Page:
Journal of
Soil Science and Environmental Management

  • Abbreviation: J. Soil Sci. Environ. Manage.
  • Language: English
  • ISSN: 2141-2391
  • DOI: 10.5897/JSSEM
  • Start Year: 2010
  • Published Articles: 274

Full Length Research Paper

Waterleaf (Talinum triangulare) response to biochar application in a humid-tropical forest soil

Billa Samuel Fru
  • Billa Samuel Fru
  • School of Agriculture and Environment, University of Dschang, P.O. Box 222, Dschang, Cameroon.
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Ngome Ajebesone Francis
  • Ngome Ajebesone Francis
  • Institute of Agricultural Research for Development, P.O. Box 2123 Yaoundé, Cameroon.
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Tsi Evaristus Angwafo
  • Tsi Evaristus Angwafo
  • Department of Fundamental Science, University of Bamenda, P.O. Box 39 Bambilli, Cameroon.
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Tata Ngome Precillia
  • Tata Ngome Precillia
  • Institute of Agricultural Research for Development, P.O. Box 2123 Yaoundé, Cameroon.
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  •  Received: 15 May 2017
  •  Accepted: 05 June 2017
  •  Published: 30 June 2017

Abstract

Waterleaf (Talinum triangulare), like many other leafy vegetable is cultivated in home gardens to improve nutritional quality for the family and may provide additional income for female farmers. However, the role of Talinum cultivation is often counteracted by declining soil fertility. In recent years, biochar (pyrolysed biomass) has gained importance as a soil amendment tool. However, not much attention has been focused on the influence of biochar on soil quality and plant growth in the humid tropics. This study was conducted to assess different locally available crop waste residues as possible sources of biochar for home garden or small-scale production units of leafy vegetable using Talinum as proxy on highly weathered acid soils in the humid tropics. The experimental set-up was a pot experiment in a complete randomized design in five replicates using biochar sources from cassava stems, rice husk, corncob and sawdust. The results obtained showed that biochar samples had a high cation exchange capacity (CEC), total nitrogen, total carbon and pH (7.8 to 10.8), as compared to the no-input soil (pH 5.7). It is evident that adding biochar to poor and acidic soils could possibly increase the pH and reduce lime requirements. Positive and significant response of biochar (P<0.05) application were also observed with the growth, nutrient uptake, and yield of waterleaf. Biochar produced from rice husks obtained the best response followed by sawdust, cassava and corncob. Similarly, the C and N uptake of waterleaf was generally higher with rice husk biochar use as compared to the other treatments. This study has demonstrated that biochar production could be useful in valorizing crop waste residues and biochar use is likely to enhance the productivity of leafy vegetables. More research on possible combination of biochar and other farming strategies such as the application of animal manure and mineral fertilizer to maximize Talinum production should be encouraged.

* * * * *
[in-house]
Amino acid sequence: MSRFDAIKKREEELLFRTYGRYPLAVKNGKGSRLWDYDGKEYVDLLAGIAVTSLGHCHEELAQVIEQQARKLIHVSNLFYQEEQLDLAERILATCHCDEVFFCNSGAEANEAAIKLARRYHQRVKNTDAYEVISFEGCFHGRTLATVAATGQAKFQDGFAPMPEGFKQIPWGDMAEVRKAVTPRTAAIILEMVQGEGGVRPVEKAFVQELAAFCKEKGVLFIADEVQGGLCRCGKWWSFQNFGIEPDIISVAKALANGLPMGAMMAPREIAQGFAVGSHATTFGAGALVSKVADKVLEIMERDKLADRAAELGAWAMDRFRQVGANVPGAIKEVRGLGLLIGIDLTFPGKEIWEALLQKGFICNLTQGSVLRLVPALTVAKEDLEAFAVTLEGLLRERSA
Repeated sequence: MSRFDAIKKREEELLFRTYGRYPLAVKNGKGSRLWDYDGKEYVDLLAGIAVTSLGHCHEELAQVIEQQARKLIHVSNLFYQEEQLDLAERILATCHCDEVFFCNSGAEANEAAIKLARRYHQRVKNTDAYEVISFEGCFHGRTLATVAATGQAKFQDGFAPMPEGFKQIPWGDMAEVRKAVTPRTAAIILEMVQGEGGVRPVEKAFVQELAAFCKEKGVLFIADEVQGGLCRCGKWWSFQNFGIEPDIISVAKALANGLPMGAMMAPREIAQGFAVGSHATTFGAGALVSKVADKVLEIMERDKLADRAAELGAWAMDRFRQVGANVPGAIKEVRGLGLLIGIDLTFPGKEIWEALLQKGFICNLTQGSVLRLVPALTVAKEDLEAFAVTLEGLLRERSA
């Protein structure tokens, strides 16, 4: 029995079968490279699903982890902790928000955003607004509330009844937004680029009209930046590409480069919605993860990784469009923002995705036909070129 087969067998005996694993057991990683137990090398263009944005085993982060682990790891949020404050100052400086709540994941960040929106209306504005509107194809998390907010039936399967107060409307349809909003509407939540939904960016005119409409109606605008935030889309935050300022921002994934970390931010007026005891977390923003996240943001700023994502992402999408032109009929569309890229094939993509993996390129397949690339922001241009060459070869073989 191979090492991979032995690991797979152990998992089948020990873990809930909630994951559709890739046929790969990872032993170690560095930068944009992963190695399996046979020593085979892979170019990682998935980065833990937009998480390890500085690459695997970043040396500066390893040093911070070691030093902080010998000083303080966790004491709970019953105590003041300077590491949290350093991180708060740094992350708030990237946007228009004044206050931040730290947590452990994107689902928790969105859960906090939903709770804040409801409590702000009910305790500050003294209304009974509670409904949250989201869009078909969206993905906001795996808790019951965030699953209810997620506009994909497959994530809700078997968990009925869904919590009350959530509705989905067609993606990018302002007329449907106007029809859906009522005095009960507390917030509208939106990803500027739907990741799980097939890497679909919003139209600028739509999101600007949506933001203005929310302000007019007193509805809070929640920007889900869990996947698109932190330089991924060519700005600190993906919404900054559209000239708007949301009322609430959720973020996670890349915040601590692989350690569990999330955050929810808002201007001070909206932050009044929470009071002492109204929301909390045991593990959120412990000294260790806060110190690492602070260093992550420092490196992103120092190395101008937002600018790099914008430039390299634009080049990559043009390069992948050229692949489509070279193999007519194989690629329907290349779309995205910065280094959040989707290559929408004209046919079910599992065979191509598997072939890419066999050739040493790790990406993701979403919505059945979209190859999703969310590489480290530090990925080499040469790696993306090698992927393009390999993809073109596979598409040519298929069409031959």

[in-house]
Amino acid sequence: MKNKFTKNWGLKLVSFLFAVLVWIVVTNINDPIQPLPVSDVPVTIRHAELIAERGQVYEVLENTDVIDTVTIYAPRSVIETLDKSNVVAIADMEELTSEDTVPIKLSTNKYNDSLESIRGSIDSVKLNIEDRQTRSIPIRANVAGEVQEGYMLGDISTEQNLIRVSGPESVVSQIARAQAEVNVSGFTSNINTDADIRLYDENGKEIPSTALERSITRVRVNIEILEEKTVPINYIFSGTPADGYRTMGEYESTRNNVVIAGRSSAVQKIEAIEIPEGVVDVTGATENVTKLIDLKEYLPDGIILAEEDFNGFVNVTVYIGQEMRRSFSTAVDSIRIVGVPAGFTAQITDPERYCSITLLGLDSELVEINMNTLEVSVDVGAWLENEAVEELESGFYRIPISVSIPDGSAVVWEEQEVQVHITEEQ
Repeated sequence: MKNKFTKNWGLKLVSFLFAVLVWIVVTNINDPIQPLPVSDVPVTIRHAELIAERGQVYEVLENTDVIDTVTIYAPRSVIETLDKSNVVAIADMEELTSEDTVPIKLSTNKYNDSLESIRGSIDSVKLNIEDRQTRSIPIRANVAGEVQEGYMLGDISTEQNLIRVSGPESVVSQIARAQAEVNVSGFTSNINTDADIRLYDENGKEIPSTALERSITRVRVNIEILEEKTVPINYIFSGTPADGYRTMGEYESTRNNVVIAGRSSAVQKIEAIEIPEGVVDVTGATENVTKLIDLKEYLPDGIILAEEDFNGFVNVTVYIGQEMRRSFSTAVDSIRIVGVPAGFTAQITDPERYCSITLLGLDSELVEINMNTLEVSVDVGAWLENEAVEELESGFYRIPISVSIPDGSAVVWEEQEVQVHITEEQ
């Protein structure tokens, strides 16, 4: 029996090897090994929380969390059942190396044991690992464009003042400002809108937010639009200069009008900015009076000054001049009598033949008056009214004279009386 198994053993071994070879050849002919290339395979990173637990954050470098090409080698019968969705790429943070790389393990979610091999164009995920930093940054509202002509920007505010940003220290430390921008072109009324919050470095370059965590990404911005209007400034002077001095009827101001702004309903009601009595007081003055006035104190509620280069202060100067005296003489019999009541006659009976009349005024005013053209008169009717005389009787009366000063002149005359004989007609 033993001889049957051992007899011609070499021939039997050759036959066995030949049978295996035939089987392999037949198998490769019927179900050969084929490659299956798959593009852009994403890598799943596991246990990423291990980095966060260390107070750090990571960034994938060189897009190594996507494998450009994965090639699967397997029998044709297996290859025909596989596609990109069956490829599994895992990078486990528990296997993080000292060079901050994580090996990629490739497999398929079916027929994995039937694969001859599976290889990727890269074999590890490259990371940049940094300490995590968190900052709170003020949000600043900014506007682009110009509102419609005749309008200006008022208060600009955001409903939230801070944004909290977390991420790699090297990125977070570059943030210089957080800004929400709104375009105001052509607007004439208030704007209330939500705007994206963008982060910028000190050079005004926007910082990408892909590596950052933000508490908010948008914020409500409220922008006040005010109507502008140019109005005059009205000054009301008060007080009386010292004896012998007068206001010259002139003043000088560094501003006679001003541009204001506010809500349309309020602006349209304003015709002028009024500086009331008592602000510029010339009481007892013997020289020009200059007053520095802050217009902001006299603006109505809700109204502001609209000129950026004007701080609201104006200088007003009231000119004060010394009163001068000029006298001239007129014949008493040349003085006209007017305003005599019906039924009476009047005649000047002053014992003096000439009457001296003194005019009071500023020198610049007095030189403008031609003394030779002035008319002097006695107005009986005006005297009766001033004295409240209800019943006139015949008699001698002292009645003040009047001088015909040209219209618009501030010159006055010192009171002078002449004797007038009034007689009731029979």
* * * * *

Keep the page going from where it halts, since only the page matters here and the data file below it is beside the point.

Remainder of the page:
Key words: Biochar, cassava stems, crop waste, residues, nitrogen, soil pH, Talinum.